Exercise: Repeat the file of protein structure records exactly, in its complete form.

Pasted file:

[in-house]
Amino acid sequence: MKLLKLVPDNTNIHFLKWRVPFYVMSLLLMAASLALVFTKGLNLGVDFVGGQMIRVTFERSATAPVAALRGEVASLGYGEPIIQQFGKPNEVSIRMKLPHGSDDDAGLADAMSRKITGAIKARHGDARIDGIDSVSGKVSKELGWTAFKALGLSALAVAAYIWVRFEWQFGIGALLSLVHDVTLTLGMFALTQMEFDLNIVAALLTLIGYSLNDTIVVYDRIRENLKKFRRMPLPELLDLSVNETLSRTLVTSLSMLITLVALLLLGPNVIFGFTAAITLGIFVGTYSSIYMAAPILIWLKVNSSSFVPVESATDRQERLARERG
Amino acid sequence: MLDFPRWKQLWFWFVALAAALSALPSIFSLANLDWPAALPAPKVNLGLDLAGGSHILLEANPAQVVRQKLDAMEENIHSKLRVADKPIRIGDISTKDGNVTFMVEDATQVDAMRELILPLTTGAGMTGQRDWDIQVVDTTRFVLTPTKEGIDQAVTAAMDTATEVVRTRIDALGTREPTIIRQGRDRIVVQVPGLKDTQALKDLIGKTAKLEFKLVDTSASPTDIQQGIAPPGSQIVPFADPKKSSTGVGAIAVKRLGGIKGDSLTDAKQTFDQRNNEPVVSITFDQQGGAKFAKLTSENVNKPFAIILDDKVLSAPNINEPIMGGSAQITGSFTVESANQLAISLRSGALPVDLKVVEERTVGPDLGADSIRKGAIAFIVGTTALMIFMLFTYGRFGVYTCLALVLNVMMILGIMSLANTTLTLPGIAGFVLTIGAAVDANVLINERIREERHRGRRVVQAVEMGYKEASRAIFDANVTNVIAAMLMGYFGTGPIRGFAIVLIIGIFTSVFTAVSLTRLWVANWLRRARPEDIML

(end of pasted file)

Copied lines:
[in-house]
Amino acid sequence: MKLLKLVPDNTNIHFLKWRVPFYVMSLLLMAASLALVFTKGLNLGVDFVGGQMIRVTFERSATAPVAALRGEVASLGYGEPIIQQFGKPNEVSIRMKLPHGSDDDAGLADAMSRKITGAIKARHGDARIDGIDSVSGKVSKELGWTAFKALGLSALAVAAYIWVRFEWQFGIGALLSLVHDVTLTLGMFALTQMEFDLNIVAALLTLIGYSLNDTIVVYDRIRENLKKFRRMPLPELLDLSVNETLSRTLVTSLSMLITLVALLLLGPNVIFGFTAAITLGIFVGTYSSIYMAAPILIWLKVNSSSFVPVESATDRQERLARERG
Amino acid sequence: MLDFPRWKQLWFWFVALAAALSALPSIFSLANLDWPAALPAPKVNLGLDLAGGSHILLEANPAQVVRQKLDAMEENIHSKLRVADKPIRIGDISTKDGNVTFMVEDATQVDAMRELILPLTTGAGMTGQRDWDIQVVDTTRFVLTPTKEGIDQAVTAAMDTATEVVRTRIDALGTREPTIIRQGRDRIVVQVPGLKDTQALKDLIGKTAKLEFKLVDTSASPTDIQQGIAPPGSQIVPFADPKKSSTGVGAIAVKRLGGIKGDSLTDAKQTFDQRNNEPVVSITFDQQGGAKFAKLTSENVNKPFAIILDDKVLSAPNINEPIMGGSAQITGSFTVESANQLAISLRSGALPVDLKVVEERTVGPDLGADSIRKGAIAFIVGTTALMIFMLFTYGRFGVYTCLALVLNVMMILGIMSLANTTLTLPGIAGFVLTIGAAVDANVLINERIREERHRGRRVVQAVEMGYKEASRAIFDANVTNVIAAMLMGYFGTGPIRGFAIVLIIGIFTSVFTAVSLTRLWVANWLRRARPEDIML